For many of us, fortunately, the coronavirus has remained conceptual. We’ve gone about our days, working and running errands and living lives mostly unaffected, save for where we fall on the mask-wearing, social-distancing spectrum.
Sadly, even public health has become infected by political influence, and your politics have colored your view on the coronavirus and COVID-19.
But if you’re someone like Amanda Bumin, you know the political argument is a hollow one. If you’re someone like Amanda Bumin, the worry about the virus is real and constant. The future of your clients, your employees — yourself — is very much in doubt. Like a soldier on the front line, she has waged all these battles. And like a casualty officer back home, she has had to tell four families when their loved ones — souls in her care — have died from coronavirus.
It’s her story, as told recently to The Pilot’s Jaymie Baxley, that turns the coronavirus for us from conceptual to concrete. It’s the struggles of her and her staff at Seven Lakes Assisted Living and Memory Care that highlight for us — in sharp relief — that this is a battle we all must join.
“I can’t comprehend,” she said, “how people don’t understand the reality of COVID-19. The only reason that it’s going away a tiny bit is because we had to be forced, kicking and screaming, to abide by things.
“It’s not because the election is coming up or because the pandemic was made up. It’s because of the precautions that were put in place.”
A Hard Fight
Most days have been a scramble for the workers who care for the most vulnerable among us. Bumin outlines the lengths her staff had to go through to ensure that they and they and the residents could all get tested once a positive COVID-19 case. At one point, the Moore County Health Department told her it would take a week to get enough tests.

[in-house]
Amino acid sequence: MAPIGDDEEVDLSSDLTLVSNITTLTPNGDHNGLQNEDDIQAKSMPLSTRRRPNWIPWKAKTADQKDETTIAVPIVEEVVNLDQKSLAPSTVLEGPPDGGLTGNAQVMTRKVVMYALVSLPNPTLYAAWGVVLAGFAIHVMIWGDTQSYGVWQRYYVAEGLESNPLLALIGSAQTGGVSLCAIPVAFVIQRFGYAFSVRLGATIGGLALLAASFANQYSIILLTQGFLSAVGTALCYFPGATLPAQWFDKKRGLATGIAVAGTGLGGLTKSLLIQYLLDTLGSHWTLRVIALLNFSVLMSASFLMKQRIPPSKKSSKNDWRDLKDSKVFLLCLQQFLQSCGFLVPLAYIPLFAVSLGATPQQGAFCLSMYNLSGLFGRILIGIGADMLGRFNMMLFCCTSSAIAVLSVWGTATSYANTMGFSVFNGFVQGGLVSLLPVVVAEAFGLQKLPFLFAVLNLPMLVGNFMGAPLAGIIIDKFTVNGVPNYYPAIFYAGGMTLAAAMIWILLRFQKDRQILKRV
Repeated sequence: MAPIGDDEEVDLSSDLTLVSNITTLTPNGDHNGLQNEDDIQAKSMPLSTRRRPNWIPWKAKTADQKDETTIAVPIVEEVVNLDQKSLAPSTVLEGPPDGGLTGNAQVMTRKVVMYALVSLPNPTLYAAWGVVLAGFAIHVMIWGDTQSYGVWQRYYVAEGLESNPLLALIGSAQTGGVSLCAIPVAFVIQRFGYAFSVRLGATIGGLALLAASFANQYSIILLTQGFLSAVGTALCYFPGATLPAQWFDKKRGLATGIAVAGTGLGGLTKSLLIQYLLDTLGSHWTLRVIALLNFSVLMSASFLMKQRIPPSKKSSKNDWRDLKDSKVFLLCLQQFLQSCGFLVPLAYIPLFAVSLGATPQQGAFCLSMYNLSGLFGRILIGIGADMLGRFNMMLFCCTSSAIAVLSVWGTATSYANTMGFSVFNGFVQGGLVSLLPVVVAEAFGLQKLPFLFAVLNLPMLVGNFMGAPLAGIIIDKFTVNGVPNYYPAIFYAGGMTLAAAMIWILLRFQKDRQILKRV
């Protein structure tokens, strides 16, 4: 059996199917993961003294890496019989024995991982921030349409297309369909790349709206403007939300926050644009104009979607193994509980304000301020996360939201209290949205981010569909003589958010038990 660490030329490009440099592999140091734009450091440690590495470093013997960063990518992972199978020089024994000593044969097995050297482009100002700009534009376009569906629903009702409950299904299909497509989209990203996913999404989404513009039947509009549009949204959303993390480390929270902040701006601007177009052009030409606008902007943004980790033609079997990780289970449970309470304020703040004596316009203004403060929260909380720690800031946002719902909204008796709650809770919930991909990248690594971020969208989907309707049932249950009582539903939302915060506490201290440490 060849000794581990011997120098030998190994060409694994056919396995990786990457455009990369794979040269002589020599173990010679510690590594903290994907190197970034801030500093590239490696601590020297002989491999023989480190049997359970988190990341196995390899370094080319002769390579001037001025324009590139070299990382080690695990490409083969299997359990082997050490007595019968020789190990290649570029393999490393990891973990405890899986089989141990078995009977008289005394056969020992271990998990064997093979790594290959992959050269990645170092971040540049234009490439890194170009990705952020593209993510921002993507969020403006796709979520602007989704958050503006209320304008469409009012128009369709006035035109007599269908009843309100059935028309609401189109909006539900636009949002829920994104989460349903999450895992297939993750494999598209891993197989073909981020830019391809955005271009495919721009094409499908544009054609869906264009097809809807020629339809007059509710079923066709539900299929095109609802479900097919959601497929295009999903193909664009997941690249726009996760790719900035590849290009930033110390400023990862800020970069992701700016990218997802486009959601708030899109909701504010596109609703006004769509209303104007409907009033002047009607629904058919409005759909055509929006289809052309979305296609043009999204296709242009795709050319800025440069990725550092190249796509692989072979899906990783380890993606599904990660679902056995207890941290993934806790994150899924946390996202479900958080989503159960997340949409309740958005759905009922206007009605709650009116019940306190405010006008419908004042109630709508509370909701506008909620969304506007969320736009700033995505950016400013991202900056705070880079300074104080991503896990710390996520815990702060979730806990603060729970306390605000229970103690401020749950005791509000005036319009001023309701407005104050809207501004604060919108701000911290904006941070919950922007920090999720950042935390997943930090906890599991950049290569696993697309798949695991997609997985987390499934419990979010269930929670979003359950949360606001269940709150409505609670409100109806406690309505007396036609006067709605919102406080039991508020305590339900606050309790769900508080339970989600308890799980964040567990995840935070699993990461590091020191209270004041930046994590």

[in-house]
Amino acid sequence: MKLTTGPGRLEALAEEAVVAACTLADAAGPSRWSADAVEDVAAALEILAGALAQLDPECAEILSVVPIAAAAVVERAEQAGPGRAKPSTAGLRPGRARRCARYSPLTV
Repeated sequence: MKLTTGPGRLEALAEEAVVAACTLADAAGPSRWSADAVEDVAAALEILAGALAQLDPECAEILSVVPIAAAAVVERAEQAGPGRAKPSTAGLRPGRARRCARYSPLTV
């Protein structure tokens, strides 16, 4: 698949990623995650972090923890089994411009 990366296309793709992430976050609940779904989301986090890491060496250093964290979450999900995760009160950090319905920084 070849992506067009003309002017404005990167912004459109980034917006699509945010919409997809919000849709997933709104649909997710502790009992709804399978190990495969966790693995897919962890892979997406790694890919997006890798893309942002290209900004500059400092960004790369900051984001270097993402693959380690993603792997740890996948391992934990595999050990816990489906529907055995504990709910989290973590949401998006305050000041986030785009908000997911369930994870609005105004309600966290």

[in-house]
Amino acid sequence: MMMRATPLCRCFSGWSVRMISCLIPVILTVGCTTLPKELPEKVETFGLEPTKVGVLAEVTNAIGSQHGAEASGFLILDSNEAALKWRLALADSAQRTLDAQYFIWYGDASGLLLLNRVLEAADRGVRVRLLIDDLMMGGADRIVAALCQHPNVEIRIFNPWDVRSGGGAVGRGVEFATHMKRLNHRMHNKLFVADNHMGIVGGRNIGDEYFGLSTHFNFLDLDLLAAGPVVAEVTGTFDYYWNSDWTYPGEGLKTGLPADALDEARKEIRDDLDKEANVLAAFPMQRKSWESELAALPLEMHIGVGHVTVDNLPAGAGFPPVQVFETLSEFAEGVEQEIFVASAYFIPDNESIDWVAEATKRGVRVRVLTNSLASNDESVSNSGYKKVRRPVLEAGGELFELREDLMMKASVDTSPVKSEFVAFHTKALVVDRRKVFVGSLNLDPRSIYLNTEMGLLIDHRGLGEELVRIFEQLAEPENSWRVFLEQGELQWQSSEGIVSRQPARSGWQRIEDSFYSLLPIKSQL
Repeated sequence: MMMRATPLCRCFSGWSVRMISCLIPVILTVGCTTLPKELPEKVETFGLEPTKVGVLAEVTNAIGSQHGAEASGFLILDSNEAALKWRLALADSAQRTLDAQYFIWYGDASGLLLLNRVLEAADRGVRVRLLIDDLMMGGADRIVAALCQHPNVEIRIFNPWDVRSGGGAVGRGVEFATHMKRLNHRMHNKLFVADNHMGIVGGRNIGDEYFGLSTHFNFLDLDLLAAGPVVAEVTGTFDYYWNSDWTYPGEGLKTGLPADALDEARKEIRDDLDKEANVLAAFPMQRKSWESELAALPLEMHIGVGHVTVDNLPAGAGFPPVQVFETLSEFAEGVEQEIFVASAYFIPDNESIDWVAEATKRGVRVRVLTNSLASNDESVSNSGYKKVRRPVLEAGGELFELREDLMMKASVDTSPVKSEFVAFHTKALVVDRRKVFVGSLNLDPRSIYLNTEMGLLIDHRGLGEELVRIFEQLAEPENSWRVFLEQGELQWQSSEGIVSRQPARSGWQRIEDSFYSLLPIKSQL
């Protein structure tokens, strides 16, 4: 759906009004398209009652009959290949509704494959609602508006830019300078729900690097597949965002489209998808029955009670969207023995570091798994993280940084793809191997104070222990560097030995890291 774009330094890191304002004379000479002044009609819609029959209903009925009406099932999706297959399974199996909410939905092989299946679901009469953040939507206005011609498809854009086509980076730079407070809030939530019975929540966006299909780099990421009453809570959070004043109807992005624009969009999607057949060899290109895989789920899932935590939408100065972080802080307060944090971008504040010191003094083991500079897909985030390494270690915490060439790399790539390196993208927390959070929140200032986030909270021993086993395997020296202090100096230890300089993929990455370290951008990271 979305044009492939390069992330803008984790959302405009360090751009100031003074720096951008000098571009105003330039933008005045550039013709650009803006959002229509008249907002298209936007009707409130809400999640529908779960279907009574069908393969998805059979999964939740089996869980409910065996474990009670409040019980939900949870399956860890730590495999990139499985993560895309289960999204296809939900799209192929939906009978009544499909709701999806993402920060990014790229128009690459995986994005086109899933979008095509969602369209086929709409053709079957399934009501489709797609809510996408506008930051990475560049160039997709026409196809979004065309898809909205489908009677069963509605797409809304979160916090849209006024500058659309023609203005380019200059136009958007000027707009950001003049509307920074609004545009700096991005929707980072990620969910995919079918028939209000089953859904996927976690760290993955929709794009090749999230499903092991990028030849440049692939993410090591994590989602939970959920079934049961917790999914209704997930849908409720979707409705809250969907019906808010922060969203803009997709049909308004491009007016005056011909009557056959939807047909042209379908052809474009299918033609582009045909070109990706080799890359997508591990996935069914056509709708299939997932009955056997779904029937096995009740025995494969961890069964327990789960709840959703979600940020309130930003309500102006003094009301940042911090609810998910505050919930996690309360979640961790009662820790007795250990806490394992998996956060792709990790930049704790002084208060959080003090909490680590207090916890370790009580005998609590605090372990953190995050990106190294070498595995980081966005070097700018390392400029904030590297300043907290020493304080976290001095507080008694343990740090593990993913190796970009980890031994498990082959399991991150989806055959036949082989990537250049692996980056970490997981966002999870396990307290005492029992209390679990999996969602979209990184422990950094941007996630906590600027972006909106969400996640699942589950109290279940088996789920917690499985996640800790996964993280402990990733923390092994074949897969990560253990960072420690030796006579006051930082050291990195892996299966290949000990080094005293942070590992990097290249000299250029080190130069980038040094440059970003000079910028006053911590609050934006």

“I can’t wait until the middle of next week to even administer a test,” said Bumin, who urgently needed to know how many of the facility’s elderly residents may have been exposed to the virus. “That’s not fair to residents, families or staff members.”
The state came through, and a nurse from her corporate office did the tests, but then Bumin drove the results to the lab. Then she had to get her staff all tested. That was when she learned she, herself was COVID-19 positive, though asymptomatic.
“(The virus) doesn’t discriminate, and it’s kind of unpredictable in who it will or will not affect, and how severely.”
‘Evolve and Change’
Getting tests, personal protective equipment, ensuring proper care continued — this was all challenging, but not as much as those phone calls to the four families who lost loved ones.
“A lot of people think (the virus) is not that big of a deal anymore, but it’s still a big deal and I don’t know how to get people to realize that or see that,” Bumin said. “These people, this population, they cannot get sick. It is not a risk that should be taken.”
Masks, hand washing, social distancing — none of it is questionable for Bumin, and she’s earned the right to that opinion. People who haven’t gone through what she experienced “don’t get to argue about it,” she said.
The vast majority of people concur, as evidenced by prevailing behavior these days. More people wear masks than don’t, keep distance than don’t. Where compliance is high with these measures, the virus’ spread has been managed. The sacrifice is working.
“Society evolves and changes, and we have to evolve and change with it or we’re going to suffer, and there’s a lot of suffering associated with COVID-19,” Bumin said. “I can tell you that because I watched people suffer.”
Editorials, a staple of newspaper journalism, are unsigned opinion pieces written by a newspaper's editorial board. They reflect the opinion of the newspaper, not any one person.